31. 36

    Proud To Be An Ass spews:

    @31, James. Go to RTID site, click “Blueprint for Progress”, see Appendix C for detailed financial model of the RTID part of the proposal. Appendix E has some financials for ST2, but not the detailed model.

    Please don’t ask me why.

    Thanks.

  32. 37

    Proud To Be An Ass spews:

    Rabbit @ 34: “Please, by all means, explain how to make something cost less by borrowing money to buy it. If this works, there’s a lettuce farm I’d like to own.”

    No such claim was made, so you have easily demolished a figment of your own imagination.

    1. Start with ST2 published cost. This is known as “apples to apples”, a very simple concept.

    2. Dividing by “averages” is not correct, but it is simple. Cash flow projections are a bit more complex.

    3. Lastly, the revenues from the bonds are INCOME to the Transit Authority. Repayment of principal and interest is an EXPENSE to the Authority, but it is spread out well beyond the 20 year timeline. This lowers the “per household” annual cost. Your twenty year “timeline” is thus pure bunkum.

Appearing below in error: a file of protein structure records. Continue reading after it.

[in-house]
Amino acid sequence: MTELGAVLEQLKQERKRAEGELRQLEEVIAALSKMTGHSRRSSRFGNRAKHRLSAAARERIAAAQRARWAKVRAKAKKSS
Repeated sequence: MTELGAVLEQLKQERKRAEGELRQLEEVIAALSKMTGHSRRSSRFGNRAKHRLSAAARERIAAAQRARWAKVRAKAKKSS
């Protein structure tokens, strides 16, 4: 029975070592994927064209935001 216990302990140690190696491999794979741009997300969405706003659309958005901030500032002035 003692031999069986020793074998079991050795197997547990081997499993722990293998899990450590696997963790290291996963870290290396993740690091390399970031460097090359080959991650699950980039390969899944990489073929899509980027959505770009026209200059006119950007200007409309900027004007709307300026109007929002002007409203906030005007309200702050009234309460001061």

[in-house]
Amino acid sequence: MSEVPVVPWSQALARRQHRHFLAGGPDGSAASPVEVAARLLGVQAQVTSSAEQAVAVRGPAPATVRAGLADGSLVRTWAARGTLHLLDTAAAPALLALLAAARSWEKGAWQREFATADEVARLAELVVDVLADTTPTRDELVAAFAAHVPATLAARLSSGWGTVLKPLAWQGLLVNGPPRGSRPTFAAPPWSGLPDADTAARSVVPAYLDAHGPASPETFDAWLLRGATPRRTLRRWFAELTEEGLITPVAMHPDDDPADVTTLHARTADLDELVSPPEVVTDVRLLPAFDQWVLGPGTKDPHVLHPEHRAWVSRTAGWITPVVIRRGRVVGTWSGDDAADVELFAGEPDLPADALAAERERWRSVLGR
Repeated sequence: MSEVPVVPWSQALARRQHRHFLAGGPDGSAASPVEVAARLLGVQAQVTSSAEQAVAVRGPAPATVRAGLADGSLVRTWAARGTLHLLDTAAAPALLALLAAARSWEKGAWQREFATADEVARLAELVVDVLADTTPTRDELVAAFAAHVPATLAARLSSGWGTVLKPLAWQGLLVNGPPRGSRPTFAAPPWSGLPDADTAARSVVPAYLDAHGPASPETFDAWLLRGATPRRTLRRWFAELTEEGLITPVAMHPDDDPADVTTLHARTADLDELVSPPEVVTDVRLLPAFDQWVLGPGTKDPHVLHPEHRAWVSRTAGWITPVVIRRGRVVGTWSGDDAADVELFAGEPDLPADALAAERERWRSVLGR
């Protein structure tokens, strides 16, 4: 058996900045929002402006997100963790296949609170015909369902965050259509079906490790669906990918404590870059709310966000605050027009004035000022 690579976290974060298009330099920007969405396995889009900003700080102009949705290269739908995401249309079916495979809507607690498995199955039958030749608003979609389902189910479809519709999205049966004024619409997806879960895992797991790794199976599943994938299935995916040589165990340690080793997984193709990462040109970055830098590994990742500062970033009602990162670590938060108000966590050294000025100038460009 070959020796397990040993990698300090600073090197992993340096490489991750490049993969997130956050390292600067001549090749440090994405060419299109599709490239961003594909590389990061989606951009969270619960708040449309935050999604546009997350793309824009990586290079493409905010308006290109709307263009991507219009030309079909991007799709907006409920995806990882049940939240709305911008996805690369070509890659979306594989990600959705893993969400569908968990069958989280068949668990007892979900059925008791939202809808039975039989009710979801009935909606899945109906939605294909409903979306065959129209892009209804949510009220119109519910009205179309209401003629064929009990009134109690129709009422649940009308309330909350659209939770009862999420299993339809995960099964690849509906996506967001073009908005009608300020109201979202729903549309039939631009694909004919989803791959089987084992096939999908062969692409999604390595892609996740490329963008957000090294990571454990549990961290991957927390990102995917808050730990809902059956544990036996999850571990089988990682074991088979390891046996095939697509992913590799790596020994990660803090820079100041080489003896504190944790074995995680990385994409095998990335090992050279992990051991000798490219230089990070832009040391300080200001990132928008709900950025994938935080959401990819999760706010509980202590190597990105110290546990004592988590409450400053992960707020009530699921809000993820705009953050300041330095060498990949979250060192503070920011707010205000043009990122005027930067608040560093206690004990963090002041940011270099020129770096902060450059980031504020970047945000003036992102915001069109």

ST2 projects the bonds will finance about a third of the cost, if I read their propaganda correctly.

    Again, I reiterate: You have many good arguments against ST2/RTID. Your numerology is not one of them.

  33. 38

    Proud To Be An Ass spews:

    Rabbit writes: “What matters is THERE IS NO FREAKING WAY YOU CAN PAY FOR ST2 WITH $150 OF SALES TAX REVENUE PER HOUSEHOLD”

    A claim that, as far as I can tell, has not been made.

  34. 39

    James spews:

    @36

    Go to RTID site, click “Blueprint for Progress”, see Appendix C for detailed financial model of the RTID part of “the proposal. Appendix E has some financials for ST2, but not the detailed model.

    Please don’t ask me why.
    ******************************